Paramahansa Yogananda's poems serve to deepen yoga meditation, offering devotees new ways of grasping the spiritual nature of all creation.
Introduction and Excerpt From "They Are Thine"
The speaker in Paramahansa Yogananda's "They Are Thine" is recognizing the fact that all creation belongs to the Creator, who created the entire cosmic universe, as well as all things and all sentient creatures within it. It addresses the Divine Belovèd as in prayer. But like most prayer, it is not supplication for some favor; it merely asserts a truth about the speaker, his soul, Creation, and the Divine Creator, Who governs them all.
Excerpt From "They Are Thine"
I have nothing to offer Thee,
For all things are Thine . . .
(Please note: The poem in its entirety may be found in Paramahansa Yogananda's Songs of the Soul, published by Self-Realization Fellowship, Los Angeles, CA, 1983 and 2014 printings.)
The speaker is demonstrating the power of humbleness in seeking divine realization.
First Movement: A Humble Offering
The speaker begins with the simple statement that he has nothing to offer the Great Spirit, who has created all things and who exists throughout all eternity. One such as himself, a small part of humanity, would naturally become humble in awareness of the vastness of the One, Who flings the stars, fashions the planets, causes the earth to put forth it fecundity, and then creates the physical body to encase the soul.
Thus, the speaker avers that he cannot give the One, Who has everything, anything, for the simple reason that the Great Creator already possesses everything. The logic of such a simple remark enlivens this prayer with a forceful power that stimulates the mind of each devotee to calm awareness.
Second Movement: Prayer to Deepen Divine Knowledge
The purpose of prayer is often to deepen in the devotee knowledge that he may already have but which seems to be allowed to weaken as life becomes crowded with its many duties, trials, and tribulations. But this speaker asserts his full understanding that he has nothing to offer the Blessèd Lord, and therefore he does not desire to waste time moaning and wishing the situation were different.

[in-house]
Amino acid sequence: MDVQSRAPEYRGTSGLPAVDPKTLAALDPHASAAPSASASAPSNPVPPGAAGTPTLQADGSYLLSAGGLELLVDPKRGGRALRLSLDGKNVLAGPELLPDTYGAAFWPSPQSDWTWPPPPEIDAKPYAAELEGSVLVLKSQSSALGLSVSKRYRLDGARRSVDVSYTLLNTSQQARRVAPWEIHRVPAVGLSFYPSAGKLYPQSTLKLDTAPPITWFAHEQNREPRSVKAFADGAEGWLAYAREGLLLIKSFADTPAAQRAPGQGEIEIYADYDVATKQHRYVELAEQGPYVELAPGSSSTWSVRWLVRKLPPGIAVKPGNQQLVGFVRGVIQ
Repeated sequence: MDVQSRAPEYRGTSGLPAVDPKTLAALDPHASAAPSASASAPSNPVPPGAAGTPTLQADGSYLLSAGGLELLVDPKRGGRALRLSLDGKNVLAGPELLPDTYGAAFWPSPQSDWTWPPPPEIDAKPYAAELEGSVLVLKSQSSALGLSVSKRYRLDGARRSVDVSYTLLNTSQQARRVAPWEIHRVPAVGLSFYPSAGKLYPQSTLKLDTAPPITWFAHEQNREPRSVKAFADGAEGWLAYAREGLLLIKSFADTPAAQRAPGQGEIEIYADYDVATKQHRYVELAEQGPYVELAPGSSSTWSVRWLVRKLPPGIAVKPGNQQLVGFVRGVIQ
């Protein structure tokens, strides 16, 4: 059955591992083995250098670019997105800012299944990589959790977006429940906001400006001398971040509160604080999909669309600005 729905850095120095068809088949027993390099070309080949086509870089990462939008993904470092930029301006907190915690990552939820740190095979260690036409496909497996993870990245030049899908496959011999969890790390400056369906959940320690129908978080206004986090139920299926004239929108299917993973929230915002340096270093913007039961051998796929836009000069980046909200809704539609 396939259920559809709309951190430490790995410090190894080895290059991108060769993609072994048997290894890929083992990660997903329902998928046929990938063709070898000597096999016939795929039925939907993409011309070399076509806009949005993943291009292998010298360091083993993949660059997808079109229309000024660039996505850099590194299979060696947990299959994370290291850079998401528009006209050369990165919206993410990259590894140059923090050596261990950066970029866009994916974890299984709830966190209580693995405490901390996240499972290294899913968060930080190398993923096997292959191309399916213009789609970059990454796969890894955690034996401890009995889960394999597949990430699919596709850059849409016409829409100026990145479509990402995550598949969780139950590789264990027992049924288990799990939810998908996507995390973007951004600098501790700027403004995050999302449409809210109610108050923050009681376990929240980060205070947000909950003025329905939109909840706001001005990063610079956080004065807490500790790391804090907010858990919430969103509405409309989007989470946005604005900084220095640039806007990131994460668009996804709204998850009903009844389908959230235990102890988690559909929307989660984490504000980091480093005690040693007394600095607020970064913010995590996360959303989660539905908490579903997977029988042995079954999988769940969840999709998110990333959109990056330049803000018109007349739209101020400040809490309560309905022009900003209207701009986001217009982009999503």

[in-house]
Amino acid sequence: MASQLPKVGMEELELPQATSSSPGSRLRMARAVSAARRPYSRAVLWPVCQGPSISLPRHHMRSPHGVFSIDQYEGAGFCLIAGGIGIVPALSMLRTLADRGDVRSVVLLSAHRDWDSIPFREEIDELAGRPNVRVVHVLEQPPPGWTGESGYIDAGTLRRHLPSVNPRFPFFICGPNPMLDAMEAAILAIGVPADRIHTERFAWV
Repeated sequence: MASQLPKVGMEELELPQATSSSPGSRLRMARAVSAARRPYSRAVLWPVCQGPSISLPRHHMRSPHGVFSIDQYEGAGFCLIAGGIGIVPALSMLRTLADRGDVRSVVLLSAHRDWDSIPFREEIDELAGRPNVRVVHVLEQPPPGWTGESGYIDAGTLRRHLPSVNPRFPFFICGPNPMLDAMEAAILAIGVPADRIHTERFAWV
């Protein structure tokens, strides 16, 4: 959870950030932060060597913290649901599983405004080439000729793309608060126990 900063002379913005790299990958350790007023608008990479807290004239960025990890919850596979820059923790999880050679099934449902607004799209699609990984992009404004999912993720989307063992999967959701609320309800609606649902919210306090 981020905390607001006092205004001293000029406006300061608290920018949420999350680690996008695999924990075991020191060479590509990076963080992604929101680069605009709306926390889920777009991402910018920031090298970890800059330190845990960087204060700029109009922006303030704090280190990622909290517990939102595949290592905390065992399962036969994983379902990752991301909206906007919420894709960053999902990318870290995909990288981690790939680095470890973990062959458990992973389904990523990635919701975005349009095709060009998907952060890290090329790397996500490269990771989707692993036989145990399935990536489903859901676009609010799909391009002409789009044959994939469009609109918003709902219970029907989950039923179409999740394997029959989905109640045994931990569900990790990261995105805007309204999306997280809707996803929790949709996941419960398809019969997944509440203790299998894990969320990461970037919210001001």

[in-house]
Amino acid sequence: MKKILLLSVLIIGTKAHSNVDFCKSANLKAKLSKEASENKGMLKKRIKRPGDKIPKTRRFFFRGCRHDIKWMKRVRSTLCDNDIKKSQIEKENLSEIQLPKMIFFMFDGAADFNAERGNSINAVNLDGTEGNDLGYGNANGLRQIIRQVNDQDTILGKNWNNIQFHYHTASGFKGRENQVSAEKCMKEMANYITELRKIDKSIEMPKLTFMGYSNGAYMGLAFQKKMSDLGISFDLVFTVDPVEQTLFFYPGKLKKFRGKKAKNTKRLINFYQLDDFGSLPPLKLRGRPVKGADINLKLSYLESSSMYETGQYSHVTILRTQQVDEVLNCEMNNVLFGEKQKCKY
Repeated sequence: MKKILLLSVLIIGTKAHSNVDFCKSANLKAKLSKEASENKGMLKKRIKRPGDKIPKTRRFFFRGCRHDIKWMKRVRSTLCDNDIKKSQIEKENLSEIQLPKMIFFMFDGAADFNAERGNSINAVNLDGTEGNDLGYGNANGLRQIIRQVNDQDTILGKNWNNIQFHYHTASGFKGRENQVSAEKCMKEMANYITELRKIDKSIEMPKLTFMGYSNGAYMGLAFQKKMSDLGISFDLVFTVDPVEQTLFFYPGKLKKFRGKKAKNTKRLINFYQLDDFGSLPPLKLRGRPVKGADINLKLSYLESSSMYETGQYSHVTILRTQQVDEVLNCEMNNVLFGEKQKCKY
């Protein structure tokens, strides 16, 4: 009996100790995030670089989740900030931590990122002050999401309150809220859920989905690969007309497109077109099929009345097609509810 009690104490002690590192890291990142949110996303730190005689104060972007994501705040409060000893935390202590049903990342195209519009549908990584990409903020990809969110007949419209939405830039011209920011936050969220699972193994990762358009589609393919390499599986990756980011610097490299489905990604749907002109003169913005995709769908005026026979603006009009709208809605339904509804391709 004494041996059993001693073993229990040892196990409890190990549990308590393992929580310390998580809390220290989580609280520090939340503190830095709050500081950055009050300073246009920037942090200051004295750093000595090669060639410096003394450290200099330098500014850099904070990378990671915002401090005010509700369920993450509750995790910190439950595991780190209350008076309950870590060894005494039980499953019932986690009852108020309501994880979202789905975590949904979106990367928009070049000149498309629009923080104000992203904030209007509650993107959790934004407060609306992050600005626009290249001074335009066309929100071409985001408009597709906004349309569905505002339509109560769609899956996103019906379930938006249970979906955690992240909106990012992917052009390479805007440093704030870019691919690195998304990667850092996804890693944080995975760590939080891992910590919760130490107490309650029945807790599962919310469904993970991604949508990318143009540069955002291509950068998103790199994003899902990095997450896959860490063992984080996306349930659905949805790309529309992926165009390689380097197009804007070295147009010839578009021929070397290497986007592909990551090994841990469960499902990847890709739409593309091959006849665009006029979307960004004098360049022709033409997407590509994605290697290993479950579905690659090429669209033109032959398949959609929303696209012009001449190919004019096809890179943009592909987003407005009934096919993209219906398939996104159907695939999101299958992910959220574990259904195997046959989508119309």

The speaker knows that offerings to the Lord, such as ritual or ceremonial flowers, fruit, or even the devotee's appreciation and tears of longing are merely useful tools for the devotee but cannot add one iota to the storehouse of possessions already contained in the Blessèd Divine's Creation. The speaker thus avers that nothing belongs to him, and he repeats his claim for emphasis.
Third Movement: Giving Out of Deep Love and Gratitude
The speaker, who is a devotee deeply loving and appreciating his Divine Creator, is compelled to yield unto his Belovèd Father-Creator all that he is: from his ability to speak to his very life, he bestows these possessions unto his Lord. Although he knows the Lord already possesses all of those things, his heart just simply bursts to give all he can to the One, Who has given him those things in the first place.
The speaker thus places all of his own possessions at the feet of the Divine, knowing that it is through such surrender that he becomes one with his Divine Goal. The placement of his gifts at the "feet" of the Divine symbolizes the humbleness through which the speaker functions. It is also through a humble nature that he perceives the immanent power that rests within his body, mind, and soul.
Fourth Movement: All Gifts Belong to the Divine Creator
The speaker in the final line, therefore, makes that important claim that all that he is and has already belong to the Divine Belovèd. All of this speaker's possessions, all of his abilities from walking to talking to eating to sleeping to thinking to meditating and praying—all belong to the Divine Creator, Who has created all of humankind and bestowed on all of His children all of the gifts they possess and enjoy.
© 2018 Linda Sue Grimes